The time's come to legalise our trails and confirm mountain biking's legacy for the future, says the UK’s first ever trails manager 

Mountain biking has grown up, it’s everywhere across the UK, and we need proper sanctioned trails to confirm the sports future legacy. That’s the view from Dave Evans, the man tasked with bringing mountain bikers and landowners together to try and get our trails firmly established.

Dave Evans of Bike Corris

Dave Evans is the new UK Trails Manager, tasked with pulling together landowners and riders to get a consensus on access

If that sounds like an impossible job then Dave Evans stands the best chance of anyone in making it happen. Formerly of mtb advocacy company Bike Corris, Dave worked tirelessly in the Dyfi Valley to bring landowners and riders together to cement the trails. Now he’s bringing those substantial skills to a national level, as the UK’s first ever Trails Manager, a three-year role sponsored by SRAM.

What makes Dave so confident he can bring about change? “I talk,” he tells mbr. “I’m not a Magic Fairy Godmother, descending with a wand and a pre-agreed form to get everything signed off on all trails around the UK. But I listen to both sides, I’m methodical and I have patience.” 

Dyfi is one of mountain biking’s great success stories, Dave spent decades getting both sides to see sense

He’s not kidding, thirty years working in the outdoor business, first as a renewable energy development officer negotiating access with landowners, then later a mountain bike trail advocate, have made him stoical. He’s also a dab hand with paperwork, a tireless reformer and an all round nice guy.

They left their bikes at the bottom of Kinder Scout and walked up, we’re taking the bikes with us

It’s not just his efforts that signal change though, the world is different from pre-COVID days, according to Dave. “Covid has almost been mountain biking’s Kinder Scout mass trespass,” he says. The famous protest in 1932 highlighted the lack of access people had to the countryside, and helped contribute to the formation of our National Parks.

“The only difference is they cycled to get to Kinder Scout but they left their bikes at the bottom and then walked up, what we’re doing is taking the bikes with us,” he says. “People now get the need for fresh air for physical wellbeing for mental well being. That is now understood much more widely than it was 90 years ago.”

Dave’s work with NRW has blazed a trail that he hopes others will follow

Dave’s work with NRW has blazed a trail that he hopes others will follow

Riders have been digging and riding their way onto areas they technically have no right to access in record numbers following Covid, on National Trust and Forestry land to name just two landowners. In some places that has resulted in negotiations and eventual permitted access, such as the Dyfi Valley or the Tweed Valley. But there are still plenty of areas in the UK where mountain biking is not tolerated and shut out. It’s Dave’s job to try and bring the two sides together.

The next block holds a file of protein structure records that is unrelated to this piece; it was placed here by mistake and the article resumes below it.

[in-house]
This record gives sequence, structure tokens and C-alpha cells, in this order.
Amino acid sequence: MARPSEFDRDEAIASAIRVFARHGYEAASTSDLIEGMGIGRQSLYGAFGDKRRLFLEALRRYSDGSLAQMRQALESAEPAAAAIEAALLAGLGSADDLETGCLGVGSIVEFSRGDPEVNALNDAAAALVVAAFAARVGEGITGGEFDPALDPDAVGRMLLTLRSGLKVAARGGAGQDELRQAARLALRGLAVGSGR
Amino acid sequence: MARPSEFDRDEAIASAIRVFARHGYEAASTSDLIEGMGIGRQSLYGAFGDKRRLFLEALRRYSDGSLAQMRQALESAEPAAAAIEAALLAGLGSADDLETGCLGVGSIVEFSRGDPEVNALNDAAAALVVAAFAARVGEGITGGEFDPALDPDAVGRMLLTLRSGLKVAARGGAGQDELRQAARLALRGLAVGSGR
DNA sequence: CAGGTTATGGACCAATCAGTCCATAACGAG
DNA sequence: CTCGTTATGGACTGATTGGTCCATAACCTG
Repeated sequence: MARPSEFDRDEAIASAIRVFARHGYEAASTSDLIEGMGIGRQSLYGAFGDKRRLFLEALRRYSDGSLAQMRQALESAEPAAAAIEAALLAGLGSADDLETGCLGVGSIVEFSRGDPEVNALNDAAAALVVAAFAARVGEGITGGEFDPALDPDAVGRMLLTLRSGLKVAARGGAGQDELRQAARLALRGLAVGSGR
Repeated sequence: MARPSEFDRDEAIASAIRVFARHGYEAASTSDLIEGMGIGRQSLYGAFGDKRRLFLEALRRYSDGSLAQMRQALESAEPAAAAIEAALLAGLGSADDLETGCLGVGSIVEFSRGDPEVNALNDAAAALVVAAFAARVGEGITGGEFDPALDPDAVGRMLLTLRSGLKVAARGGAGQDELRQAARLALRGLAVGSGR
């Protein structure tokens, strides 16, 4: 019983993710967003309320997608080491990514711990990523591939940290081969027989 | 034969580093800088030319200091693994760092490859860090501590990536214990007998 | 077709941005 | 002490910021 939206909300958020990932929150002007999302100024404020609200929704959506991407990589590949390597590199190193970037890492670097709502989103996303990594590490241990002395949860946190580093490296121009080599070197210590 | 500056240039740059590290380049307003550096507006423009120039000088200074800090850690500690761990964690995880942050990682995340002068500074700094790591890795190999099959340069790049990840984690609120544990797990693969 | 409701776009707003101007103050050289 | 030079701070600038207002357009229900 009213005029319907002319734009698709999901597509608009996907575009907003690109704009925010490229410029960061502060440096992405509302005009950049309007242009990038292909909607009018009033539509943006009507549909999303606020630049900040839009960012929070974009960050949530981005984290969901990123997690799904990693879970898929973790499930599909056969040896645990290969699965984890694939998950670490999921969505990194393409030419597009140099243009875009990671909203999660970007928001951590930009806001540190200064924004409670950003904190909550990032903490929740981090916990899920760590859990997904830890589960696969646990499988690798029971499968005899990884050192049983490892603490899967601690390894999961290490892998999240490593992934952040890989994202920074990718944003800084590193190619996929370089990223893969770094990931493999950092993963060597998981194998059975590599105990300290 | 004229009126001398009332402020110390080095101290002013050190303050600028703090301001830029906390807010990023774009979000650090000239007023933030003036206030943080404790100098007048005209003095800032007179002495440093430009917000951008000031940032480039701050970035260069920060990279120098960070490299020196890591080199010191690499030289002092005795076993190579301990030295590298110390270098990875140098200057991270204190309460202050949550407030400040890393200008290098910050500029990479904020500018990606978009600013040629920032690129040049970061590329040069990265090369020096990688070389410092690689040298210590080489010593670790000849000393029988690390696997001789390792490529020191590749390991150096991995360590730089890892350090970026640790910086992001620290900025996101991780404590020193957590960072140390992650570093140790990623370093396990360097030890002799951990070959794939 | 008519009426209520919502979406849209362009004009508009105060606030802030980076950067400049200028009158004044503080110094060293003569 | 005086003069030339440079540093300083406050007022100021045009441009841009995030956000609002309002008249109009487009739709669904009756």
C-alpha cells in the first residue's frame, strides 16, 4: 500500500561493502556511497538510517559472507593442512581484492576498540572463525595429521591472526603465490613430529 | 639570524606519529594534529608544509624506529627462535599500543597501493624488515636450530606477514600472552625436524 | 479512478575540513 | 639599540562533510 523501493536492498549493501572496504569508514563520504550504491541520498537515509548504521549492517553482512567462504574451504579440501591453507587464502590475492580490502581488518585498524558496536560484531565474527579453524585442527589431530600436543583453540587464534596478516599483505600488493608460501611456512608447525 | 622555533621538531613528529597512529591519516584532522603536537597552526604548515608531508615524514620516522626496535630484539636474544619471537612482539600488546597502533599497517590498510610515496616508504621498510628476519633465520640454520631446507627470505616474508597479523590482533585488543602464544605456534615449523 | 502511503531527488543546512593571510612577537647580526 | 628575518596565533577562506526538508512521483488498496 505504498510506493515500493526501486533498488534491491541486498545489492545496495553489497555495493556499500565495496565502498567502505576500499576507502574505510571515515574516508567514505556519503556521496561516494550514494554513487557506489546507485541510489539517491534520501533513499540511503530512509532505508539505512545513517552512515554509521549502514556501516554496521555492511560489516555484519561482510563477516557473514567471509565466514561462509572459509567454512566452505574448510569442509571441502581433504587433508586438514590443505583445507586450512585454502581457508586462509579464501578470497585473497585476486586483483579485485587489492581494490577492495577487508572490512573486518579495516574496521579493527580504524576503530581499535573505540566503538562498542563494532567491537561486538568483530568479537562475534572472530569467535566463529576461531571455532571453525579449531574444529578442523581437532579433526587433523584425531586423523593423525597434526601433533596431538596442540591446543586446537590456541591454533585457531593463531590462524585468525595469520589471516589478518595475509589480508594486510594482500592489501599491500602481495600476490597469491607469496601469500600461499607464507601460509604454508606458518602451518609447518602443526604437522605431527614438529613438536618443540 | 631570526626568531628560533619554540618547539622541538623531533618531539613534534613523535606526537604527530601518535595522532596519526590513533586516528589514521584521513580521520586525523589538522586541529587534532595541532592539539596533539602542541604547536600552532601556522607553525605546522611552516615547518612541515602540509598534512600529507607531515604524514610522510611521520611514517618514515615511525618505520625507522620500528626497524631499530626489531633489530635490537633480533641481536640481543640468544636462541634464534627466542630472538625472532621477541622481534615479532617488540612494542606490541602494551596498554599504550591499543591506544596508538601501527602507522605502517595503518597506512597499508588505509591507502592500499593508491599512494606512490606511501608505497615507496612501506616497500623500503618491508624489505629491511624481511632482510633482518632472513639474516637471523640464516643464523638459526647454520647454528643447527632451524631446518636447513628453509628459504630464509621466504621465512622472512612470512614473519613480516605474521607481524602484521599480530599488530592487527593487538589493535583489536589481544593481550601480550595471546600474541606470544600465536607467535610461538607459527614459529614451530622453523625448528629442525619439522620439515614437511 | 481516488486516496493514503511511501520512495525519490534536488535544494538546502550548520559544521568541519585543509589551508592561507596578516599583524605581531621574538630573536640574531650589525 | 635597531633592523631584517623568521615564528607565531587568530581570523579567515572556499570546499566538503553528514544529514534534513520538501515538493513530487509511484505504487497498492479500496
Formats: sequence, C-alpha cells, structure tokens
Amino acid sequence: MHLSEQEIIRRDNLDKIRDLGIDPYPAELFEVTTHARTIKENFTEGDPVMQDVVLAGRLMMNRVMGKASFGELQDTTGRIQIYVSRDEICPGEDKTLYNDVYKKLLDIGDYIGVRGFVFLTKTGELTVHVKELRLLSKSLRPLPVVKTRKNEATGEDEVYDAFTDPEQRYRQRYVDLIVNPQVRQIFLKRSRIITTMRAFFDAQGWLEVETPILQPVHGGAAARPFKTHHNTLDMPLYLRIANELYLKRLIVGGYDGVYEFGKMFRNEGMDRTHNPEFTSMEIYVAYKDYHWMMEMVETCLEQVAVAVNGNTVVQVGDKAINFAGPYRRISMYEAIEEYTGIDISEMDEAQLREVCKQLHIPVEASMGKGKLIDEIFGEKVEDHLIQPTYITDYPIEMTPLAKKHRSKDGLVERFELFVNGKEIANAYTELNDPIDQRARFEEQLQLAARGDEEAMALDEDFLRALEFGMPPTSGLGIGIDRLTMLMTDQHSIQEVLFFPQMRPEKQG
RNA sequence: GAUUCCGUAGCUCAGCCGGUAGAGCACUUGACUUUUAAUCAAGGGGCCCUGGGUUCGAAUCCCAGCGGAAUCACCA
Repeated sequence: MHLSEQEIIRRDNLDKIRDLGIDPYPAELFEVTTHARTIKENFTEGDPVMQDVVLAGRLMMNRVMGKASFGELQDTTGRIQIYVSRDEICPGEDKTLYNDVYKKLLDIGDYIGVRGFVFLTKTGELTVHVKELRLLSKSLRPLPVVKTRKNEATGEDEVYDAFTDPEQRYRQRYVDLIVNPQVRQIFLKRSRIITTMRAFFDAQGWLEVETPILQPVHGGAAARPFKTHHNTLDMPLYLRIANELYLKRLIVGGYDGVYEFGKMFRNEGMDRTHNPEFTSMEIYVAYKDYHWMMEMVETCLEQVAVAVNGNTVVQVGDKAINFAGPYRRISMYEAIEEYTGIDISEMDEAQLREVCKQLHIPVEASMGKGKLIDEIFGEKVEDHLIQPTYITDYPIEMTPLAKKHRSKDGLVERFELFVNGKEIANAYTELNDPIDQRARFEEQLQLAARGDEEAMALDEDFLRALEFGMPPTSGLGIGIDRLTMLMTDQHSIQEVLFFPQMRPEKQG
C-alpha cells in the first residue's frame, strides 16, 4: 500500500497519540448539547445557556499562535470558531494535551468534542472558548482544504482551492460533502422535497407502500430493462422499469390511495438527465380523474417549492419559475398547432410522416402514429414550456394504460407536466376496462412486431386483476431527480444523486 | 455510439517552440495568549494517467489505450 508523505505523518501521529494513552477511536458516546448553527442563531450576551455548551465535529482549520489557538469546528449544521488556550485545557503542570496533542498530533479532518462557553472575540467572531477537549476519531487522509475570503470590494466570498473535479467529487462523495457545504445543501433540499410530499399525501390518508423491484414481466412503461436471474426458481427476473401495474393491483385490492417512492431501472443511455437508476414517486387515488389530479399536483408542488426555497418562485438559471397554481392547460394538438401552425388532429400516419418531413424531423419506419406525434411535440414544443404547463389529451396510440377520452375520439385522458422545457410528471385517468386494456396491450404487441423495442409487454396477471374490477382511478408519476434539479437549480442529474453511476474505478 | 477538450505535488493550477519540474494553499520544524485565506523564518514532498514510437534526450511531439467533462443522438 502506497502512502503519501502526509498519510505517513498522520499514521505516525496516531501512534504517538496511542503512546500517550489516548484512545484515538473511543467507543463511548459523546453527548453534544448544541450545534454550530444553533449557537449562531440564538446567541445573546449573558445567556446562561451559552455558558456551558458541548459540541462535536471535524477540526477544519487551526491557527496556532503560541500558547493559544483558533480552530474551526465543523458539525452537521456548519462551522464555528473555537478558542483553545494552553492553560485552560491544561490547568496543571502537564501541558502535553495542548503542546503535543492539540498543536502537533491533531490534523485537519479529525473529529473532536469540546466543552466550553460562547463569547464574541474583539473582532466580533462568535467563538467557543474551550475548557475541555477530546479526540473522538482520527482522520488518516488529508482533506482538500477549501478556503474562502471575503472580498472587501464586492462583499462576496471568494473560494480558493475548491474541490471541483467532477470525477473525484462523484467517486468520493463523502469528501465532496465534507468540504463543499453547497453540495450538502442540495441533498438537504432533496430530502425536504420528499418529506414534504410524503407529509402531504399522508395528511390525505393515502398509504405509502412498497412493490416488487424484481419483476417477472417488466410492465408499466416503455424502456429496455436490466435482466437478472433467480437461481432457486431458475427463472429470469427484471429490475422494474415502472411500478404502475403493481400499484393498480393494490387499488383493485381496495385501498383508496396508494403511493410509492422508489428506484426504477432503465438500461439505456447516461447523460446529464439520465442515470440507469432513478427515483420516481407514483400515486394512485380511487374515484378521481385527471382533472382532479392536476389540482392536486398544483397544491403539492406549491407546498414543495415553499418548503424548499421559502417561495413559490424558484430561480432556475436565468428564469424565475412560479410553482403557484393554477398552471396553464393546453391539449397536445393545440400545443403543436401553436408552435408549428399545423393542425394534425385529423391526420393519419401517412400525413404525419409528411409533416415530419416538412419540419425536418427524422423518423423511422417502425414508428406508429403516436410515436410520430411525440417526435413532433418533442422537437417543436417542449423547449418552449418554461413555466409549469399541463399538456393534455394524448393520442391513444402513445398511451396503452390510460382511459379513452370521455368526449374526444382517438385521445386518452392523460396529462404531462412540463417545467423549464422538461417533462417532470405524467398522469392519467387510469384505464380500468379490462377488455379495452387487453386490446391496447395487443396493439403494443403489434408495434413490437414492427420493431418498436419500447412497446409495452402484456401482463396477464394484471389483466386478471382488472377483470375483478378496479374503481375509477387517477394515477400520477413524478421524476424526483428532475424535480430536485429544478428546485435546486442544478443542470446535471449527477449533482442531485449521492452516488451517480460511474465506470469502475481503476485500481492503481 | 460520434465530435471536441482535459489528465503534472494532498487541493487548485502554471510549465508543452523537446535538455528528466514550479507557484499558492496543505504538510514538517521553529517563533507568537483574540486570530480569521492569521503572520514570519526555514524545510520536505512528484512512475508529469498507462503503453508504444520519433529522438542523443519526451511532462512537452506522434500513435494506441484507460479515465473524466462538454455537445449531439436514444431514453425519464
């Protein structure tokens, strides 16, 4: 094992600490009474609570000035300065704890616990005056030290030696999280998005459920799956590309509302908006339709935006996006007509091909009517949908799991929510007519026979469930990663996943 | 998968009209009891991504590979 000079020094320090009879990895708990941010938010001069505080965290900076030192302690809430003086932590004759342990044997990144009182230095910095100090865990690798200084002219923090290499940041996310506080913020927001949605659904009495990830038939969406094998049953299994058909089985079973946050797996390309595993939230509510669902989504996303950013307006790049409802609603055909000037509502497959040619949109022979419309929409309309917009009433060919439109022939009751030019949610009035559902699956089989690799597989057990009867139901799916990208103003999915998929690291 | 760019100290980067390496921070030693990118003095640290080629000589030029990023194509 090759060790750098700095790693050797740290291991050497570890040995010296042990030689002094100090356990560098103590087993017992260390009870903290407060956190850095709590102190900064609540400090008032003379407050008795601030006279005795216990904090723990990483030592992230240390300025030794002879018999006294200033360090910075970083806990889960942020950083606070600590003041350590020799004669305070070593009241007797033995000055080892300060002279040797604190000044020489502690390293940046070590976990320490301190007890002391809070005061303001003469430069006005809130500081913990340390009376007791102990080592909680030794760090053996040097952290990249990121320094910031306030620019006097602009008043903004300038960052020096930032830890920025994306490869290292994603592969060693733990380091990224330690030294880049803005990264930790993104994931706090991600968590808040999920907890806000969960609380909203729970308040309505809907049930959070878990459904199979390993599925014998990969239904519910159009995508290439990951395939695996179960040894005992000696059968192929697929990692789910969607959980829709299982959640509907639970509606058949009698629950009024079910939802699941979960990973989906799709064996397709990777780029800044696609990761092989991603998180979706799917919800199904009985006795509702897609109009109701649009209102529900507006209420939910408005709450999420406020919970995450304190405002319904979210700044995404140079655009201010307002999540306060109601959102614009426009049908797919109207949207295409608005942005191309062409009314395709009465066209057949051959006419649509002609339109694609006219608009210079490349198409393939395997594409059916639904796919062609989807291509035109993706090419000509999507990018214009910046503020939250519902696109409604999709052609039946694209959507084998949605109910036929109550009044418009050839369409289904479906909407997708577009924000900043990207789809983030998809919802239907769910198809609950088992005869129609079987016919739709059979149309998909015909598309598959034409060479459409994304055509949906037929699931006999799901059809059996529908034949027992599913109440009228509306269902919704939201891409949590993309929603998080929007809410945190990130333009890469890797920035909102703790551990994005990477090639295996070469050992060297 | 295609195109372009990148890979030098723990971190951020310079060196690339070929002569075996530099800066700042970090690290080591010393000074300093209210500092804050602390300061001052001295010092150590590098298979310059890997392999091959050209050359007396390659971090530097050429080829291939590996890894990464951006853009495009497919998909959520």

“What we’ve got to do now, because the trails are everywhere, the riders are everywhere, is to get those management processes in place to ensure that the legacy of the Covid boom trails survive,” Dave says.

Trail access is too important an issue to be left to chance

Cometh the hour…

Dave Evans has been in his job for three weeks when we speak. He’s quick to praise SRAM and its support for the position, the first of its kind in the UK, something we both find incredible given the popularity of the sport. Dave’s first job is to consult with mountain bikers to gather the big picture.

“The project is to cast the net across the whole of the UK, look at what people are riding, where they’re riding, and get into those communities to tell the story,” he says. “I want to hear who uses the trails in your area, how often do they use them and what that does for your community.”

Ride ride ride

Ride ride ride

This is part one of the plan for the UK trails project, which will eventually form something called the “Right trail, right place, right people, right time” report. The idea is all of us can get in touch via online workshops running in January 2024, and tell Dave all about it. There’s also a physical roadtrip which is now underway, touring the country and taking the pulse of mountain biking in person. The next one takes place in Peaslake, Surrey, on November 29 7-9pm before heading to six more locations over the next two months. “Get involved and tell us your stories,” Dave says. “We want the big picture, tell us on a macro level.”

Dyfi Bike Park is a magnet for mountain bikers and a catalyst for trail building

Dyfi Bike Park is a magnet for mountain bikers and a catalyst for trail building

What happens after that is anyone’s guess, and Dave certainly wasn’t going to be drawn and speculate on the future. Within three years though, we’re hoping to see some of the trends, or patterns that show why advocacy seems to be working in some places, and not others. Dave’s second stop on the UK roadtrip is our home turf, Peaslake in Surrey, an area with great riding and intense pressure from multiple user groups all wanting to use the same small range of hills. If anywhere calls for advocacy, it’s here.

Dave is optimistic though. Once self-titled as the most boring man in mountain biking, he says this is the start of the road to success. “I’m hopeful the process is going to start yielding outcomes soon. We’re sitting on this delicate knife edge between criminal damage and the greater good of the well being of the participant, but by getting landowners and riders together we can find the pathways that work for them both.”